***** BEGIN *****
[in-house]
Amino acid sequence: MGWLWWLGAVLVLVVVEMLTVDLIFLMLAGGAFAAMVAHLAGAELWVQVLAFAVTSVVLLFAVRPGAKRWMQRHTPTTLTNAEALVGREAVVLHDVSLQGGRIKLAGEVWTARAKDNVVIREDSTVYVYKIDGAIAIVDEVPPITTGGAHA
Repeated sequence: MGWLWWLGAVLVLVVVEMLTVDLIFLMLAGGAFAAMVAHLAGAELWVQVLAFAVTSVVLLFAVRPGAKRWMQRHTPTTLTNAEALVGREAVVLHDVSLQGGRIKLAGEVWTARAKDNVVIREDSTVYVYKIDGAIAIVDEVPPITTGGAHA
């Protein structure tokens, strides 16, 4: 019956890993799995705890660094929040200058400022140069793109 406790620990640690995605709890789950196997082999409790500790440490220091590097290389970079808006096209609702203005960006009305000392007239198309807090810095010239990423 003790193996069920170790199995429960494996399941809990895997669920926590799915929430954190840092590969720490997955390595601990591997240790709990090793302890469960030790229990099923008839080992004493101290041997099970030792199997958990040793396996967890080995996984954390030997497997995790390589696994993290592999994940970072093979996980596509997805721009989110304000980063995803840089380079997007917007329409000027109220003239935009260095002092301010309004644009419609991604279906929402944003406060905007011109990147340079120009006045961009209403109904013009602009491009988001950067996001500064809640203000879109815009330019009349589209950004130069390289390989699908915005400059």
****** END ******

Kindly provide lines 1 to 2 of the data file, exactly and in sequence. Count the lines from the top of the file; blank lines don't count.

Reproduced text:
[in-house]
Amino acid sequence: MGWLWWLGAVLVLVVVEMLTVDLIFLMLAGGAFAAMVAHLAGAELWVQVLAFAVTSVVLLFAVRPGAKRWMQRHTPTTLTNAEALVGREAVVLHDVSLQGGRIKLAGEVWTARAKDNVVIREDSTVYVYKIDGAIAIVDEVPPITTGGAHA